For migrants who arrive by airthe INM operates a migration station within the Mexico City airport commonly referred to as “La Burbuja.” If the INM identifies inconsistencies in an individual’s paperwork, an INM official will conduct an interview with the migrant to determine if the person is allowed to enter Mexico or be issued a “rechazo”—a rejection, which results in return to their country of departure or to another country where the person would be admitted. A rechazo is different from a deportation, since the latter implies entry of the person into Mexican territory, whereas with a rechazo the person is not considered to have entered Mexico. According to the Regulations of the Airports Law, the access to these spaces is restricted, and only authorities and airline officers are allowed to enter. Therefore, oversight of the INM functions in this space is difficult to achieve. As a result, the INM does not need to provide good cause or justification for this interview, which raises concerns about discrimination and arbitrariness. Unless the individual has a network in Mexico that can contest the rechazo, migrants are often rapidly returned before having the chance to apply for asylum. In cases where an individual wishes to apply for asylum but is scheduled to be returned, a judge can issue a halt to this return under Mexico’s protection law, the Ley de Amparo. Although a judge can halt this return, there is no immediate notification system communicating the judge’s ruling to INM officials in the airport. A court representative must physically go to the airport to deliver the paperwork. Lawyers told Refugees International that, in some cases, migrants have been returned before the court representative could deliver the paperwork. 

Comisión Mexicana para la Ayuda a Refugiados (COMAR)  

The COMAR is the agency responsible for resolving asylum claims and determining refugee status. From January 2020 to the end of August 2020, COMAR received 24, 271 asylum requests primarily from Venezuela, Honduras, El Salvador, Guatemala, and Cuba. The COMAR has four offices in Mexico in Tapachula, Tenosique, Acayucan, and Mexico City. The COMAR lacks adequate presence in the country, but recently, has inaugurated several installations in Monterrey, Tijuana, and Palenque, which is a positive step toward providing COMAR services throughout Mexico. However, there are several inconsistencies in COMAR policies and procedures that result in very serious barriers to protection.  

Inadequate screenings: 

In states where there is no local COMAR office, a COMAR official will conduct the asylum eligibility interview over the phone. Refugees International spoke with several organizations representing asylum seekers who stated that there are no official protocols for conducting phone interviews, so there are few controls or guidelines on where the asylum seeker can conduct the phone interview. Lawyers representing asylum seekers in Mexico told Refugees International that phone interviews were sometimes conducted in public spaces where the asylum seeker has no privacy. Such conditions can make it uncomfortable for the asylum seeker to recount painful or traumatizing events, which may have bearing on their case. Done properly, these interviews can take an hour or more to fully capture the details and reasons the person is seeking asylum. However, according to civil society organizations with which Refugees International spoke, some phone interviews often last less than 30 minutes and are not detailed enough to obtain all the information necessary to make an informed resolution.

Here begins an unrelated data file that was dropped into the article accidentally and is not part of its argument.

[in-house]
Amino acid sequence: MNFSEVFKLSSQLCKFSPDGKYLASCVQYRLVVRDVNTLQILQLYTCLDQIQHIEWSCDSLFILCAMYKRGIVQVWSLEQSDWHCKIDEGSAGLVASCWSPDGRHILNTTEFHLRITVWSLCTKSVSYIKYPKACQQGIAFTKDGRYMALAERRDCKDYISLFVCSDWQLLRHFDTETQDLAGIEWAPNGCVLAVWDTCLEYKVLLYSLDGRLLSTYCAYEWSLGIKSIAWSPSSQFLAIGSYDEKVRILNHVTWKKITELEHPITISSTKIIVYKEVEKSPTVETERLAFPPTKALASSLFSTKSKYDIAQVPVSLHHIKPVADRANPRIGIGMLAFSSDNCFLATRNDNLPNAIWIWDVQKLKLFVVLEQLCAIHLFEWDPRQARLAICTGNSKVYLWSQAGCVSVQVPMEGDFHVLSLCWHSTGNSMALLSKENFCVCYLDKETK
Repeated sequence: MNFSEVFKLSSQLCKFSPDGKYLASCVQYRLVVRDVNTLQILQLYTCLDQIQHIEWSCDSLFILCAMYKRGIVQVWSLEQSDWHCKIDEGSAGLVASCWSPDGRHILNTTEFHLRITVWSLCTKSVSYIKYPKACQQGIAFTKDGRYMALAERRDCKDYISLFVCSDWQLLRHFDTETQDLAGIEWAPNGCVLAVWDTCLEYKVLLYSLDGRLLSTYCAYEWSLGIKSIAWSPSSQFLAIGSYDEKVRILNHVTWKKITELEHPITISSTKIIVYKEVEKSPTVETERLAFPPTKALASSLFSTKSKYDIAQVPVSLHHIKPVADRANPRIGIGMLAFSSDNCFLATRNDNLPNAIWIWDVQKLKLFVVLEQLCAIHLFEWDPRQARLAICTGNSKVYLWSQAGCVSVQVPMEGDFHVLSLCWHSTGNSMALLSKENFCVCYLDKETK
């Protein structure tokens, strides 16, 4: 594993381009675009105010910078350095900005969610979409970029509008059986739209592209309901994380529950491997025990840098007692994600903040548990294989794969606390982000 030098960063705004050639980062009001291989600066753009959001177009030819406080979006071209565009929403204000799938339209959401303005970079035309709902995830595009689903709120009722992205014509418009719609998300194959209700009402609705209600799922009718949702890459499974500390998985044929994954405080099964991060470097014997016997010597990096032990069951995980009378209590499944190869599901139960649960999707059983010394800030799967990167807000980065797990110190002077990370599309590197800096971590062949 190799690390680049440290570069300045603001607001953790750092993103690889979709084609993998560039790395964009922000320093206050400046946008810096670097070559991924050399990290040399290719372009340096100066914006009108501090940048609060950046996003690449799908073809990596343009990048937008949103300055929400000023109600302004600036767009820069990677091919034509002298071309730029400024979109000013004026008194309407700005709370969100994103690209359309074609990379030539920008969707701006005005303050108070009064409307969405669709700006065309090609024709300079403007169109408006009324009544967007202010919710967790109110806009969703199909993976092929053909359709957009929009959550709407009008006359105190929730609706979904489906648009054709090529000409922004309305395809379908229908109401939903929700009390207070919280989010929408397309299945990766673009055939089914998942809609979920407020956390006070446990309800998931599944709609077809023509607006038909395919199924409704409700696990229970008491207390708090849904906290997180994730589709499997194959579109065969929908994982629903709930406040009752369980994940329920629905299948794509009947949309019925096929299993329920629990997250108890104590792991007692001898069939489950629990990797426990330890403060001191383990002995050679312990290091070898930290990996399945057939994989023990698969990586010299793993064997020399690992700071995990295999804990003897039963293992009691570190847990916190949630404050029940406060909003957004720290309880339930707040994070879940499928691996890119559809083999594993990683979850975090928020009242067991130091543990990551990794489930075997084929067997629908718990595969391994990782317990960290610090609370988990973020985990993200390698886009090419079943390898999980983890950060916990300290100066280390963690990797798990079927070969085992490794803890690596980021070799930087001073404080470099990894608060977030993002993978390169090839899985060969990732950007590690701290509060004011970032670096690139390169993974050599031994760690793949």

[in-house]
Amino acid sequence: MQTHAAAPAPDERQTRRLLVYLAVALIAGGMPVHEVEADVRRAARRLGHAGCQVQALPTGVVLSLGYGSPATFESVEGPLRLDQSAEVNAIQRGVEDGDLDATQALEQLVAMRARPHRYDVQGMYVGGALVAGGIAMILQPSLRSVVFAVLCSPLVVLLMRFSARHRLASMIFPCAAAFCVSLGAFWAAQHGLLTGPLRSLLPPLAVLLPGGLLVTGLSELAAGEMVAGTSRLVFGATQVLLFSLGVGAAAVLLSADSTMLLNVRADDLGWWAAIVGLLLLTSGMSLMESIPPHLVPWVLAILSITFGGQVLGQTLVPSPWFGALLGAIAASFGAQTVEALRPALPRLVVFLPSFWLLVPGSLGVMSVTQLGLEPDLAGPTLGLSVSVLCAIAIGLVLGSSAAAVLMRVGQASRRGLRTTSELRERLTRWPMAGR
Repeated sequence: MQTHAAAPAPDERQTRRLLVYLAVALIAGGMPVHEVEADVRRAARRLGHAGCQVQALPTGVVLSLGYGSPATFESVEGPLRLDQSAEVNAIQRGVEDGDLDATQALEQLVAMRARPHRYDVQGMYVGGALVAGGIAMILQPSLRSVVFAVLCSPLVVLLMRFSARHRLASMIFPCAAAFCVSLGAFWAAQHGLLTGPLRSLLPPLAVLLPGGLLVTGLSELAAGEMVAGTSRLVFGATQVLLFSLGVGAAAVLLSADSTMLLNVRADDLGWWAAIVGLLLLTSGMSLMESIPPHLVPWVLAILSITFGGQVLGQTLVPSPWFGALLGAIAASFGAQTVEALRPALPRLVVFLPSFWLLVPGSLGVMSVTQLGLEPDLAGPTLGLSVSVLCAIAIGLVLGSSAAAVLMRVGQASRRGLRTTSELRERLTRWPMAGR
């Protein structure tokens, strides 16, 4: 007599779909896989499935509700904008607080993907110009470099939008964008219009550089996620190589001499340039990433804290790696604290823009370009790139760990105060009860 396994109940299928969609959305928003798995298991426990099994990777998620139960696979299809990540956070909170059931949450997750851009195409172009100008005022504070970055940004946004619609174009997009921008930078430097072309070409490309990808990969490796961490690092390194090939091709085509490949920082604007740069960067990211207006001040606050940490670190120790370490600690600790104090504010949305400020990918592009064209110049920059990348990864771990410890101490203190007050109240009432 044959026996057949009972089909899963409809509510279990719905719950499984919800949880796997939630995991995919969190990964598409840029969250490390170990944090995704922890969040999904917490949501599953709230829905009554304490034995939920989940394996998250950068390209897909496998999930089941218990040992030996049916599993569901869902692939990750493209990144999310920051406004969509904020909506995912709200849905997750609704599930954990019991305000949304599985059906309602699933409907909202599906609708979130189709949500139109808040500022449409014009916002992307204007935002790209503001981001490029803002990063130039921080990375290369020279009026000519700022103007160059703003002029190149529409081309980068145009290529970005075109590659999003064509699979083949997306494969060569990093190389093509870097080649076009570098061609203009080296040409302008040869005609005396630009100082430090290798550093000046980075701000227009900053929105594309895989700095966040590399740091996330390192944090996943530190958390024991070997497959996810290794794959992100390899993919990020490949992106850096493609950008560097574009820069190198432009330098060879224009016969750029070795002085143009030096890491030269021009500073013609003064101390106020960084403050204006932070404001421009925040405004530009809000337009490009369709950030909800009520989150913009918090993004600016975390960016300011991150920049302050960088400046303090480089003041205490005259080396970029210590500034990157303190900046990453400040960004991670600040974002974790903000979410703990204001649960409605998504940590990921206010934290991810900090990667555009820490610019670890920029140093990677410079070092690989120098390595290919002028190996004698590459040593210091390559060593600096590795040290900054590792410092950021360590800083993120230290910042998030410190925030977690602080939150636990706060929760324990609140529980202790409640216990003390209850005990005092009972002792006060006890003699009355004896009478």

Additionally, the COMAR gives little notice to asylum seekers regarding the date and time of their eligibility interview. Several organizations that provide legal representation to asylum seekers noted that often the notice is so short that the asylum seeker does not have time to arrange for their lawyer to attend the interview. This frustrates the asylum seekers right to due process, specifically Article 20 of the Refugee Law, which allows for a lawyer to accompany the asylum seeker throughout asylum proceedings. These issues are especially problematic because the eligibility interview is the most crucial stage in the asylum process.  

Growing backlog of claims:  

Due to a substantial increase in asylum applications, limited staff, and bureaucratic challenges, there is a growing backlog of unresolved asylum claims in Mexico. According to estimates, in January of this year, 63,860 people were waiting for an asylum decision in Mexico and more than 6,000 had been waiting for a decision for over a year. By June 2020, the backlog stood at 35,468 claims, which shows a reduction in the backlog and is good progress that Refugees International welcomes. Despite this progress, Refugees International spoke with lawyers who indicated they represented asylum seekers who had been waiting over two years for COMAR to resolve their claims. This backlog is particularly problematic given the barriers asylum seekers face in accessing work and government services during their waiting periods, such as lack of access to the humanitarian visa and having to remain in states with few work opportunities. Thousands of asylum seekers grow tired of waiting such extended periods and abandon their claims. According to Asylum Access, in 2019, 10,000 asylum seekers abandoned their claims after waiting an average of 164 days.

It is worth noting that for years, the COMAR has applied the Cartagena Declaration to Venezuelans. But it recently began applying these same standards for evaluation to Hondurans and Salvadorans, which is a positive and welcome development. The application of the Cartagena Declaration means that asylum claims from these countries can be evaluated in less time because the criteria for evaluation can be applied quickly and requires less information from the asylum seeker to make a determination.